Short-term hepatic effects of depleted uranium on xenobiotic and bile acid metabolizing cytochrome P450 enzymes in the rat
Y. Gueguen, M. Souidi, C. Baudelin, N. Dudoignon, S. Grison, I. Dublineau, C. Marquette, P. Voisin, P. Gourmelon, J. Aigueperse.
Arch Toxicol, 2005, 80, 4, 187-195
Type de document >
*Article de revue
Mots clés >
radioprotection, radiotoxicologie, acides biliaires, cytochrome P 450, ENVIRHOM (programme), uranium
Unité de recherche >
AIGUEPERSE Jocelyne, BAUDELIN Cédric, DUBLINEAU Isabelle, DUDOIGNON Nicolas, GOURMELON Patrick, GRISON Stéphane, GUEGUEN Yann, MARQUETTE Christel, SOUIDI Maâmar, VOISIN Philippe
Date de publication >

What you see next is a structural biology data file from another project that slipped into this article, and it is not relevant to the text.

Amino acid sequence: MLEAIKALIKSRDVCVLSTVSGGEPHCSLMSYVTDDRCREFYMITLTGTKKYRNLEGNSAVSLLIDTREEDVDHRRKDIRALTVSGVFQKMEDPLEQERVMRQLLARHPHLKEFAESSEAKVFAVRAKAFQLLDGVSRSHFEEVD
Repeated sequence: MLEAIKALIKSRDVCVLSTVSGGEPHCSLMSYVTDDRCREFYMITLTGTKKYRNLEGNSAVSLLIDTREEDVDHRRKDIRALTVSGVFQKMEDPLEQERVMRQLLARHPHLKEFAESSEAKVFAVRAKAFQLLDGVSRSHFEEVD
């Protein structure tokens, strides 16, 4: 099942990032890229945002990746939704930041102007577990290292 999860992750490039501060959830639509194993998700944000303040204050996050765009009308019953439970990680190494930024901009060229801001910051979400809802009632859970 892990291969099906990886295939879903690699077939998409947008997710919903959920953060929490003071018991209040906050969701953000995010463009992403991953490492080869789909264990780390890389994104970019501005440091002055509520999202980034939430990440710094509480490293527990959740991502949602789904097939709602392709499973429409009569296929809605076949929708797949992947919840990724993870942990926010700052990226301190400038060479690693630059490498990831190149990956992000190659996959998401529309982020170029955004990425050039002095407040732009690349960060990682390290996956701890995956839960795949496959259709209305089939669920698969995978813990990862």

The toxicity of uranium has been demonstrated in different organs, including the kidneys, skeleton, central nervous system, and liver. However, few works have investigated the biological effects of uranium contamination on important metabolic function in the liver. In vivo studies were conducted to evaluate its effects on cytochrome P450 (CYP) enzymes involved in the metabolism of cholesterol and xenobiotics in the rat liver. The effects of depleted uranium (DU) contamination on Sprague–Dawley were measured at 1 and 3 days after exposure. Biochemical indicators characterizing liver and kidney functions were measured in the plasma. The DU affected bile acid CYP activity: 7a-hydroxy- cholesterol plasma level decreased by 52% at day 3 whereas microsomal CYP7A1 activity in the liver did not change significantly and mitochondrial CYP27A1 activity quintupled at day 1. Gene expression of the nuclear receptors related to lipid metabolism (FXR and LXR) also changed, while PPARa mRNA levels did not. The increased mRNA levels of the xenobiotic-metabo-lizing CYP3A enzyme at day 3 may be caused by feedback up-regulation due to the decreased CYP3A activity at day 1. CAR mRNA levels, which tripled on day 1, may be involved in this up-regulation, while mRNA levels of PXR did not change. These results indicate that high levels of depleted uranium, acting through modulation of the CYP enzymes and some of their nuclear receptors, affect the hepatic metabolism of bile acids and xenobiotics.